Rob Terry departs Quindell: How Gotham City got its man

 
Ollie Gordon
Gotham City’s research was the beginning of the end for Rob Terry

Quindell, the London stock-market listed group targeted for months by a short-selling research group Gotham City, was yesterday forced to part company with its chairman in an effort to restore investor confidence.

The decision that Rob Terry should leave came hours after it was announced that broker Canaccord Genuity had quit on 21 October, ahead of controversial share dealings by Terry and other directors.

Canaccord declined to comment on its actions, and shares in Quindell slumped 24 per cent yesterday to 55.50p, the lowest they have been since the end of 2011.

Terry’s tenure as chairman of Quindell, an insurance claims processor, has been blighted by attacks from Gotham City, which has queried the group’s business model and claimed its shares have been overvalued.

Earlier this year US-based shortseller Gotham City Research published a 74-page dossier on Quindell that wiped more than £900m off the company’s market cap in a single day. Terry described Gotham City’s statements as “provocative and misleading”. The High Court later ruled in Quindell’s favour in a libel case against Gotham after the US firm failed to provide a defence. But Quindell’s share price never recovered.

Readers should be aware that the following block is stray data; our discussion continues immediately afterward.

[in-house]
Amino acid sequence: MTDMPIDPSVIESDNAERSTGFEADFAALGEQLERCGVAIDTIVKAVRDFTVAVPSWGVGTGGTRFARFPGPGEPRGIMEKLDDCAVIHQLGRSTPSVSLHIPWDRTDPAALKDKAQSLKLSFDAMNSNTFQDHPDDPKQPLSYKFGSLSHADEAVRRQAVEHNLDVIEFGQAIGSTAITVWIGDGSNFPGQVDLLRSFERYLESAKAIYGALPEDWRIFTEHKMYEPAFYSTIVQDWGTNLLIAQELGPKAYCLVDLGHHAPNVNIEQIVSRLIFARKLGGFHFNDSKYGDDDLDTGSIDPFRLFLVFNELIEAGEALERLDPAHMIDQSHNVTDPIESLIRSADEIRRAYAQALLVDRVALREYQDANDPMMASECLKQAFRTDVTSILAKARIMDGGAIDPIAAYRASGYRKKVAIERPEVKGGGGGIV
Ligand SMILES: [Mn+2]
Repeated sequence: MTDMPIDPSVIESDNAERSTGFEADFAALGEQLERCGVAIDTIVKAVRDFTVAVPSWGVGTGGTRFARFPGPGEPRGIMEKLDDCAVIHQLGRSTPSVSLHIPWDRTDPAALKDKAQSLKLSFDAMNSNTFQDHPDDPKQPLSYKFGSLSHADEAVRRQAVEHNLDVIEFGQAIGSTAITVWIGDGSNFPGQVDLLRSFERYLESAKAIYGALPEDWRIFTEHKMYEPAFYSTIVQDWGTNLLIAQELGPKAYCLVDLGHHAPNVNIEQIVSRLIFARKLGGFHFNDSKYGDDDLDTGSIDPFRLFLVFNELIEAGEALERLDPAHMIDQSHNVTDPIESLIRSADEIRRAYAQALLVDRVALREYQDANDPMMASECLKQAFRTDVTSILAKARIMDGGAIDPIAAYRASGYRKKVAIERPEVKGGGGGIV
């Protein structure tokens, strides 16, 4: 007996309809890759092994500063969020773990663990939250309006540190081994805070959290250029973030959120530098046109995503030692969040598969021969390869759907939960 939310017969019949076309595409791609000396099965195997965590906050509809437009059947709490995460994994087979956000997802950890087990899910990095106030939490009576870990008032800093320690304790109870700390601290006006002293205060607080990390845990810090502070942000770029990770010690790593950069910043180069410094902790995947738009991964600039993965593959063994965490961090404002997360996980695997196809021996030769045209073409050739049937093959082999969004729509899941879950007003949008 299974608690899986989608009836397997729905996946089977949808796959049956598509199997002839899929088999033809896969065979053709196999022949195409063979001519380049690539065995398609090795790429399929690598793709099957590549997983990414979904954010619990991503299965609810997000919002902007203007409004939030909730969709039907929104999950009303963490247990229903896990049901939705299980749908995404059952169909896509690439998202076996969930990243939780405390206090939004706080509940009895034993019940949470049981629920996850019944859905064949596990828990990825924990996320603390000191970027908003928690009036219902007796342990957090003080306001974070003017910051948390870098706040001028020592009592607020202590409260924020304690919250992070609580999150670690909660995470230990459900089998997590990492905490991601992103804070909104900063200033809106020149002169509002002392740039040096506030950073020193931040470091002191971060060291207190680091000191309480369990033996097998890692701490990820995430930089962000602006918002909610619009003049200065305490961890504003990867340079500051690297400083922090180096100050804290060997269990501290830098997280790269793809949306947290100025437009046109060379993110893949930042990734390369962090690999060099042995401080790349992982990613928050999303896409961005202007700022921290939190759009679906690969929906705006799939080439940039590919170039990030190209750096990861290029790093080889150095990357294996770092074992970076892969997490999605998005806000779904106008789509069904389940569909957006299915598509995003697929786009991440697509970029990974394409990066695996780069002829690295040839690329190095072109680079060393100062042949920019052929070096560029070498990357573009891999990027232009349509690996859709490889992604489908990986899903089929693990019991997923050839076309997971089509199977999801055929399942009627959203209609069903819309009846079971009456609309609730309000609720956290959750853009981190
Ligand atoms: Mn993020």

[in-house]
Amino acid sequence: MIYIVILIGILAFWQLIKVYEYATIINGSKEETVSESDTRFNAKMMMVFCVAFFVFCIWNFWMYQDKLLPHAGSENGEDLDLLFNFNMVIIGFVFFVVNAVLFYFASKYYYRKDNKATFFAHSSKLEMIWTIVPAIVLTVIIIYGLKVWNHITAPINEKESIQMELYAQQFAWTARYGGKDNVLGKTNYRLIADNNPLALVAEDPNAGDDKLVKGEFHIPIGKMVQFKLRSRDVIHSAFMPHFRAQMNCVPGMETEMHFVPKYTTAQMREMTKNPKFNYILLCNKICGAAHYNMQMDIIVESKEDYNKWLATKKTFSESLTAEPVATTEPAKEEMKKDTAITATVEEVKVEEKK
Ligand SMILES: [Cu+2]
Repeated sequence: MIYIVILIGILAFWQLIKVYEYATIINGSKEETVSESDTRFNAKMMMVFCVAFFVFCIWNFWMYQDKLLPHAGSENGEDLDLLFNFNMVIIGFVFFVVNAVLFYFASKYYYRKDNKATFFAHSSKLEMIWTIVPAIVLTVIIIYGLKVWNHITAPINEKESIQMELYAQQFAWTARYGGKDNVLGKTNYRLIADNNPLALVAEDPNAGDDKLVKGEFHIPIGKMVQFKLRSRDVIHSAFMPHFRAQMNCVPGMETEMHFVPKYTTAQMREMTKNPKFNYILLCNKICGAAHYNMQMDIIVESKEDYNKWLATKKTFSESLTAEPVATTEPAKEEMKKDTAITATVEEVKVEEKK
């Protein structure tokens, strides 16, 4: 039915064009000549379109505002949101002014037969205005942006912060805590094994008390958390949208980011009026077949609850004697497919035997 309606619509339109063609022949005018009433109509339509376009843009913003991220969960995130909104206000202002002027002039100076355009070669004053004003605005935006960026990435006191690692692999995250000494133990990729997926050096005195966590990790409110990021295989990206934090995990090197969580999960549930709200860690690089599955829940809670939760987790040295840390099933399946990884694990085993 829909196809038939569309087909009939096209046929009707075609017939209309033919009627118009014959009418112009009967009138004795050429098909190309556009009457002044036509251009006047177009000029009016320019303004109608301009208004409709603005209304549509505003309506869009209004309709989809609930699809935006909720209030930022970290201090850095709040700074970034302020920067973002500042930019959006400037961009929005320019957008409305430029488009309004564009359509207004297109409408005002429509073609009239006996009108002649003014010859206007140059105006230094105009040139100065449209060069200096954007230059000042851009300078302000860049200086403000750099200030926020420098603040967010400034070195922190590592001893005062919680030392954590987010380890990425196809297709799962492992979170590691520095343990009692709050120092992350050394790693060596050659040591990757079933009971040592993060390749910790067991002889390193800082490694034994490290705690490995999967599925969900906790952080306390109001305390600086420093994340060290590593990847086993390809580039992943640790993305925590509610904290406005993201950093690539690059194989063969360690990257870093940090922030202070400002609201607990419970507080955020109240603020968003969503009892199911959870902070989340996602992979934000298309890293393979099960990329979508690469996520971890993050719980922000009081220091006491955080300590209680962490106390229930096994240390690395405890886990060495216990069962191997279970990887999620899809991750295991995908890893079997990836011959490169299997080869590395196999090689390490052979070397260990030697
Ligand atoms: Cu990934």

Terry is not the only executive heading for the exit. Laurence Moorse, the finance director, is to leave the board after next year’s annual meeting, but will remain for a further 12 months, according to Sky News. Steve Scott, a non-executive direc­tor who has served on Quindell’s board for more than five years, will also step down.

It is thought that David Currie, a former banker at Investec, will replace Terry on a temporary basis, pending the appointment of a permanent successor.

A Quindell spokesperson declined to comment when contacted by City A.M.

A broker leaving its employing company is a relatively rare occurrence. Andrew Parson, managing director of Adviser Rankings, told City A.M.: “Usually, it’ll be that the broker’s not happy with the liquidity of the company, or perhaps the company has breached certain covenants, or it might even be de-listing.”

Quindell’s shares closed at 55.50p, giving it a market value of £300m, compared with a peak of around £2.5bn.

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